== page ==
- Digital consumption of content across Facebook properties, including the core Facebook platform, Messenger, Instagram and WhatsApp, dropped 7% in September, according to a new report from Pivotal Research Group analyst Brian Wieser written up in Fast Company.
- Facebook's core platform netted more users, but they're using the site less, leading to what Wieser estimates is a 20% decline in consumption per person. Facebook's overall consumption share of the digital market dropped from 16.5% in September 2017 to 14.3% currently. However, Facebook is still the second-most popular digital platform, behind Google at 32.5%. Verizon-owned properties place in third, accounting for just 3.7% of the market.
- The dip in content consumption comes as Facebook is experiencing business pressures elsewhere. The U.K.'s Information Commissioner Elizabeth Denham said the company needs to "significantly change" its business model and practices to maintain trust and avoid harsher regulatory scrutiny, according to Reuters. Facebook has been under investigation by the commissioner for how it handled personal data after the Cambridge Analytica scandal broke in March.
While Facebook remains a major digital player, the social network is showing some signs that its ongoing woes related to data privacy and transparency may be causing a broader slowdown for engagement on the platform. This could hinder its ongoing efforts to focus on things like the quality of time users spend on the site, though, as Fast Company notes, Facebook has intentionally adjusted its algorithm to focus less on publisher content, which could have had an affect on consumption habits. Still, a decline in content consumption could lead brands to pull back their ad spending and, in turn, have a big impact on Facebook, as it still derives the bulk of its revenue from advertising.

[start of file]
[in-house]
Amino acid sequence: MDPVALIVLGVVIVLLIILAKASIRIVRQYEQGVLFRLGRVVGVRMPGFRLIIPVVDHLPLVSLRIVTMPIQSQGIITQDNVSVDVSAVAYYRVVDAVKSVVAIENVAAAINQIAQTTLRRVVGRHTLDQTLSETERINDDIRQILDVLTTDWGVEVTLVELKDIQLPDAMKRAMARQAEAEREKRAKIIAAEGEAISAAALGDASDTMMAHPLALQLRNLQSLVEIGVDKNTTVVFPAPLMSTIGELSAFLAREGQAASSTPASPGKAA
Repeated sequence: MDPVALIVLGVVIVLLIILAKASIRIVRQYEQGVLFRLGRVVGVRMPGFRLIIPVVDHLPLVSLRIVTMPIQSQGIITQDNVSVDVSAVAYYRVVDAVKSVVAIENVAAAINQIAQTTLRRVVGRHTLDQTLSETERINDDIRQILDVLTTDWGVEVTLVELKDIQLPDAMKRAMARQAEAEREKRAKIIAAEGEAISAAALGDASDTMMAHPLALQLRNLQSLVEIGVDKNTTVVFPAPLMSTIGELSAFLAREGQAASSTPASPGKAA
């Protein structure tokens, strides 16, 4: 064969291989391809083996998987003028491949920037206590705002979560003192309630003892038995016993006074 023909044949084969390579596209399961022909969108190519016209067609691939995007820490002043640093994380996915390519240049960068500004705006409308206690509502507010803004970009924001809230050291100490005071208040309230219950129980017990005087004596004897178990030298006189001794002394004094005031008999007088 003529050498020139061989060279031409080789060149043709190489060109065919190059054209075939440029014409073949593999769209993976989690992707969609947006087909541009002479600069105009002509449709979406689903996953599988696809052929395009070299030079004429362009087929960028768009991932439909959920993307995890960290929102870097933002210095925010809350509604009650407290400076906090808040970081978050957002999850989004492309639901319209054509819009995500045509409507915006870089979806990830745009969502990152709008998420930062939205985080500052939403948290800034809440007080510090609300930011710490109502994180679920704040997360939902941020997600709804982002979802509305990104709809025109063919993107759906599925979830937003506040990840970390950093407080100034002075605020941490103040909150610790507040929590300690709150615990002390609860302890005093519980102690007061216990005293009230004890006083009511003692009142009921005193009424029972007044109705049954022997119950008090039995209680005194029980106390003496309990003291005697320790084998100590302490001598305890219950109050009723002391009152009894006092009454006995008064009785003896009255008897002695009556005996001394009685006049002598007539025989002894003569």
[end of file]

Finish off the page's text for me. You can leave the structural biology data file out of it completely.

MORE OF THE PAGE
As Britain's Information Commissioner suggests, Facebook also still has ways to go in regaining user trust and revitalizing engagement. Consumer satisfaction with social media overall has dropped 1.4%, according to the American Customer Satisfaction Index's 2018 E-Business Report, making it the lowest among e-businesses. Facebook ranked near the bottom among the major platforms with a satisfaction score of 67 out of 100, and Facebook-owned Instagram dropped 4% to a score of 72.
Despite the Cambridge Analytica scandal and other privacy issues, Facebook hasn't experienced a mass exodus of advertisers. Average Facebook spend per month was about $140,000 in January 2018 and dropped to under $20,000 in May before climbing back up to just over $120,000 in August, according to C3 Metrics. However, the C3 analysis revealed that ad ROI, referring to attributed revenue dollars converted from ad dollars spent on Facebook, decreased from an index value of 2 in April to below 0.5 from May to August.
Facebook's Q3 2018 earnings reported last week fell short of analysts' estimates as well, another signal of the company's deceleration. The social network reported a 33% increase in revenue for a total of $13.73 billion, the lowest percentage increase in the past six years.
Facebook reported about 2.6 billion users per month across Facebook, Messenger, WhatsApp and Instagram. Daily active users in September sat at 1.49 billion, a 9% year-over-year increase but also a figure below analyst forecasts.